September 25, 2015

Virtual Reality is Here for Netflix, Hulu, and More Than 100 Titles from 20th Century Fox

Cinema's relationship with virtual reality may have a mere dalliance before, but a few big name companies have voiced that they are ready to get serious.

Three companies, Fox, Netflix, and Hulu, have all announced big plans to integrate VR in pretty significant ways. According to Forbes, Fox has announced plans to release more than 100 titles from its library to Oculus VR headsets. This means that Fox films like Alien, Gone Girl, X-Men: Days of Future Past, 28 Days Later, Die Hard, Predator, Office Space, and Birdman, will be able to be viewed in a "virtual reality cinema" called Oculus Video via the Oculus Rift and Samsung's Gear VR headset.

20th Century Fox Home Entertainment president Mike Dunn explained the decision in a statement:

VR cinema is a new way of presenting our movies, and has the opportunity to bring in mass market consumers to virtual reality. With Oculus Video, we are leveraging the scale and flexibility of mobile, while continuing to deliver a powerful, emotional experience for consumers. We are just scratching the surface of how Hollywood and VR will revolutionize entertainment by exploring innovative ways to develop immersive experiences as a new storytelling medium.

You can learn more by watching the livestream of the keynote address from the Oculus Connect 2 developer’s conference below. (The presentation starts at around the 33-minute mark.)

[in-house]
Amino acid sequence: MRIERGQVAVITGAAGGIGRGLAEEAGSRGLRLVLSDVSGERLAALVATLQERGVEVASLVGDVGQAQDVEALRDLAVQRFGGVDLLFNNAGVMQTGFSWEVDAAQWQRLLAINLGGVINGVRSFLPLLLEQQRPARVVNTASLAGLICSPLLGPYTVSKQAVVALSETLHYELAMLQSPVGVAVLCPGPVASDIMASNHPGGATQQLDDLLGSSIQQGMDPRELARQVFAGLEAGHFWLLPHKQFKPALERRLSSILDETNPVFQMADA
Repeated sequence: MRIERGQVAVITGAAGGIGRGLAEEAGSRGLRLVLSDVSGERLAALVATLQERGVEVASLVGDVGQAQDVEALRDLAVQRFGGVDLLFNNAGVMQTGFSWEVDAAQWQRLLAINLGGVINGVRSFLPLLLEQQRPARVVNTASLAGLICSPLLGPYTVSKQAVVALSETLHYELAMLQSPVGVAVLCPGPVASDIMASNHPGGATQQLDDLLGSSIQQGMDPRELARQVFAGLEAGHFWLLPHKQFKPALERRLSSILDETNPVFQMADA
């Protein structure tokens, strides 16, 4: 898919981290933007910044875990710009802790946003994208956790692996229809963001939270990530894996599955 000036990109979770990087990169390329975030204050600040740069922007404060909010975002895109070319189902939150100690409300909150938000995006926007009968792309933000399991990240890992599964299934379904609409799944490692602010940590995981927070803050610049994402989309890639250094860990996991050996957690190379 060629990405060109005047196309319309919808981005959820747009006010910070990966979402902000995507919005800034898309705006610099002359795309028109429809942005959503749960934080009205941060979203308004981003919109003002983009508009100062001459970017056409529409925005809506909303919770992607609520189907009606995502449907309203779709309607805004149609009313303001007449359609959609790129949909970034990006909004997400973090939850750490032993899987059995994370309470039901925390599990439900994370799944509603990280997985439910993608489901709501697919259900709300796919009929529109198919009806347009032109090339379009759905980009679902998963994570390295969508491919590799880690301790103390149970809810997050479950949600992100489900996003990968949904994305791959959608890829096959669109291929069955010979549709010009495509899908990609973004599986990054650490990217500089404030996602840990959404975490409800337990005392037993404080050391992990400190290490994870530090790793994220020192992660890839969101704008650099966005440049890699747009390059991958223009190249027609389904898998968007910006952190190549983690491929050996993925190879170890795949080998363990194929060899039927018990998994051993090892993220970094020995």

But Fox isn't the only company getting into VR. Netflix and Hulu users received some exciting news when the two streaming platforms announced their plans to launch new VR apps that will "give users a 3D way to explore content." Hulu's app will be available next Fall, but they've taken it a bit further and have stated that they also plan on producing original virtual reality content 

From Hulu's VP of Device Platforms Julian Eggebrecht:

Providing viewers with dynamic environments of their choice and themed around their favorite shows provides a whole new level of engagement, which together with our cinematic VR experiences makes Hulu an exciting VR destination.

"Netflix Living Room" is available now through the Samsung Gear VR headset, allowing users to choose content through a virtual environment, though it's limited to standard definition. Here's a first look at Netflix's new virtual reality user interface:

Oculus CTO John Carmack laid out their plan of attack with Netflix in a very detailed blog post on Netflix's site (which you should really read in its entirety), but one thing he writes in particular captures what was needed in order to make virtual reality a -- reality -- in cinema: acceptance and support from a major streaming service (another major streamer and one of the Big Five studios doesn't hurt either).

A year ago, I had a short list of the top things that I felt Gear VR needed to be successful. One of them was Netflix. Despite all the talk of hardcore gamers and abstract metaverses, a lot of people want to watch movies and shows in virtual reality.

So, virtual reality is coming -- both in the form of interactive menus and film/TV content, and they'll be available on platforms that you most likely already use. However it will be relegated to SD, which may be a huge deterrent for some, especially those who are ride-or-die 4K and UHD fans (personally, I'm not really one of them).